Painting without Paint
For the Andean and Mesoamerican artists, feathers were a source of diverse and rich colors. They didn’t have the variety of pigments necessary to create paint, or comparable mediums to create outstanding and valuable objects. At the same time, they must have enjoyed, as we now do, looking at the beautiful creatures that lived in the surrounding forests. The blues, yellows, oranges, deep and soft pinks, greens, blacks, grey with a hint of blue that covered birds were mind-blowing, vivid, and diverse. They enabled the craftsmen to create masterpieces whose intense, rich color has has survived to this day.
The objects from the Andean cultures were more geometrized. The patterns, schemes, and rhythms of colors and shapes dominated in visual language of the Wari. Nazca, Chimu cultures. Some are very abstract, Others refer to natural animal shapes.
As dualism is ubiquitous in Andean culture, so it is present in featherworks. The fundamental complement between life and death was a central component of the cosmology of many Andean pre-Columbian societies, shaping ideologies and influencing social organization. The duality is a core organizing principle, so the pairs, doubles, and visual oppositions are seen in the Andean featherworks. In the case of Feather Panel with Llamas and Llama Herder from the Museum of Fine Arts Houston, we see two rows of llamas in two colors with their keeper.
Similar composition we can find in the tabard with pelicans, where in two rows two big pelicans are carried by smaller ones. Here, the artist cut and trimmed individual feathers to heighten the outlines of each pair of the birds. With a slit in the middle for the head, such garments would have been donned by high-status men.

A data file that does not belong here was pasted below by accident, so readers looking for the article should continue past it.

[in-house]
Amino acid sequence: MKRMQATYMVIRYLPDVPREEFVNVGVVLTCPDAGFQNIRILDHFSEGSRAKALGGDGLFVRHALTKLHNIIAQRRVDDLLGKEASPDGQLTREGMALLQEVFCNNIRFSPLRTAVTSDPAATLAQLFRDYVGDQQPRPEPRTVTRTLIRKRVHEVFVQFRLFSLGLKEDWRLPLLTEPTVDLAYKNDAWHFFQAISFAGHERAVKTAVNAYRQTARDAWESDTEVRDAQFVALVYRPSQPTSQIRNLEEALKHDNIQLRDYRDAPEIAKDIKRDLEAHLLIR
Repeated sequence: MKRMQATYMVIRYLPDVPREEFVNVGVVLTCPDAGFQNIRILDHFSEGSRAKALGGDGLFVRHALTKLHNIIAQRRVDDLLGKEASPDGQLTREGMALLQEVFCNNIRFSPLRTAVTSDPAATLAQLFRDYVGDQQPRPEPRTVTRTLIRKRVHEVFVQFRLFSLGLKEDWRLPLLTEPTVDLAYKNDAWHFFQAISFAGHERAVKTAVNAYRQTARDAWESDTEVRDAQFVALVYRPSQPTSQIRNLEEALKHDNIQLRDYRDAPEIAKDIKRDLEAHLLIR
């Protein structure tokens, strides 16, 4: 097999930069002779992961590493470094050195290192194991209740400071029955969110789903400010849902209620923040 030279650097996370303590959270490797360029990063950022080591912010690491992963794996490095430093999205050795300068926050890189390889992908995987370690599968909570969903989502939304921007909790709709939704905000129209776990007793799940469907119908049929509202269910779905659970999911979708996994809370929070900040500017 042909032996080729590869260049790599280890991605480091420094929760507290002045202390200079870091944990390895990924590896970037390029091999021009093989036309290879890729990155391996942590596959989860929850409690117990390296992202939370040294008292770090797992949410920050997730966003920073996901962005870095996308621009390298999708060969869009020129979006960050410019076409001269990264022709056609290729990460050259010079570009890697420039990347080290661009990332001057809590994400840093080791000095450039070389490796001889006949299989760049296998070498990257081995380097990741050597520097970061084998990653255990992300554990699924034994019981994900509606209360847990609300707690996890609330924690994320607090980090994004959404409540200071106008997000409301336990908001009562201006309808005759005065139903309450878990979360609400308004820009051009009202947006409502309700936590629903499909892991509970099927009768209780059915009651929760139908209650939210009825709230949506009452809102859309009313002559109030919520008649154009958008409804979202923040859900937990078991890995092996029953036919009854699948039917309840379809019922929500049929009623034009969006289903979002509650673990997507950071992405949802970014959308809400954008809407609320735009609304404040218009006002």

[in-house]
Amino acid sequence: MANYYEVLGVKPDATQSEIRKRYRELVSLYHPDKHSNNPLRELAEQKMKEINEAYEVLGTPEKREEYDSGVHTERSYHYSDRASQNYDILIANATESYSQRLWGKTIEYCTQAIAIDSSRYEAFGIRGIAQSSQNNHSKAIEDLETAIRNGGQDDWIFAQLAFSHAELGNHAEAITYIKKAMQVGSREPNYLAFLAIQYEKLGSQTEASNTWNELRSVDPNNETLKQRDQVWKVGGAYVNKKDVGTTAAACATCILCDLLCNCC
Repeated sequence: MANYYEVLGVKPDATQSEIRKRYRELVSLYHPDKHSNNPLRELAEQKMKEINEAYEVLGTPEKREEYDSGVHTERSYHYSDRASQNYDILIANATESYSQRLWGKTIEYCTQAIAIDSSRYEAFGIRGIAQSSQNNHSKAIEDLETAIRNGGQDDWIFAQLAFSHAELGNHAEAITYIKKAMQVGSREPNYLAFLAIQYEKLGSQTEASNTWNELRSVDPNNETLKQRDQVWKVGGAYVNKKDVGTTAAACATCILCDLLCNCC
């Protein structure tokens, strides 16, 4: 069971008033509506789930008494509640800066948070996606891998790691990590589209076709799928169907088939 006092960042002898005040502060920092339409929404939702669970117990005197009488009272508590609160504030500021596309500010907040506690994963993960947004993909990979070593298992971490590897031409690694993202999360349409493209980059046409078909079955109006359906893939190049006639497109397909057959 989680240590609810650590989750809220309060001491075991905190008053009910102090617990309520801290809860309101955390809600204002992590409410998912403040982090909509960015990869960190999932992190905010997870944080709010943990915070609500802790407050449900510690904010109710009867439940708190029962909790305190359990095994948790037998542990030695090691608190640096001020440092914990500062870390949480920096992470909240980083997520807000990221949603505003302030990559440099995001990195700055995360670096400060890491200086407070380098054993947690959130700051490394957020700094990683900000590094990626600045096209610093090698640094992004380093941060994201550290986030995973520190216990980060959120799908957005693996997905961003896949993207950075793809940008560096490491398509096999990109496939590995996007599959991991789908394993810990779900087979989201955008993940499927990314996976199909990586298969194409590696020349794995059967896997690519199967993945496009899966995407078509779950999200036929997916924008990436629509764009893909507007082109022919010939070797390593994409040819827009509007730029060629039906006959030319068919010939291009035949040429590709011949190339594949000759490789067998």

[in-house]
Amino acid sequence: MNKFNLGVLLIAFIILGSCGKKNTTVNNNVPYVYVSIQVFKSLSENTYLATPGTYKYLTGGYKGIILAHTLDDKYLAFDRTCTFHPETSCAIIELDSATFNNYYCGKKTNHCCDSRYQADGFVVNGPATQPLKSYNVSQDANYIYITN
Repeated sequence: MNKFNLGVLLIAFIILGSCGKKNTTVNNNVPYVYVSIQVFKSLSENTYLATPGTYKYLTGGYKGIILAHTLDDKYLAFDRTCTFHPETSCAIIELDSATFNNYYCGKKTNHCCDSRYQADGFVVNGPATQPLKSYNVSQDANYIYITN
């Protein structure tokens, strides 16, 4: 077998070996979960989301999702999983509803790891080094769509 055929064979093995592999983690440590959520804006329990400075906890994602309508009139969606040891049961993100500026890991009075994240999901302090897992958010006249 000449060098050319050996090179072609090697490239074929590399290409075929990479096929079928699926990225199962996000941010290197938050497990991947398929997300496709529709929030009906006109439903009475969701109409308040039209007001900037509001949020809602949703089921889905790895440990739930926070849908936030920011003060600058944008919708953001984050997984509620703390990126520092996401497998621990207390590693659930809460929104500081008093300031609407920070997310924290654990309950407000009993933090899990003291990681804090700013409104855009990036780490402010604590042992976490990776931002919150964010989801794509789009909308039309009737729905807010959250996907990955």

The Andean artisans also designed very abstract, insanely modern looking layouts, as shown in two other works below.
Te first composition is made of twelve feather panels, made by the Wari people of southern Peru between about 600 and 1000. These panels were produced with cotton cloth and small iridescent body feathers of the blue and yellow macaw. When juxtaposed, the neatness of the rectangles, the rhythm, and symmetry, are all stupefying. Thousands of feathers were used to produce this image, with each individually hand-knotted onto cotton strings and subsequently stitched.
The orange tabard, from the collection of the National Gallery of Australia, is a clothing item, like a tunic, but with no side seams. Seen here is another abstract composition, with a largely orange surface, and an arrangement of yellow and green rectangles. The element of symmetry is kept; there are four green rectangles on each side, varying in size.
The artisans of Peru clearly showed an enchantment with the rich and vibrant colors of the birds. They translated it into different works: some with purely decorative or ritual function; some with more practical use. They also displayed great craftsmanship mandated by a very fragile medium. Lastly, they exhibited a preoccupation and attention to design, abstract aesthetics, and geometry.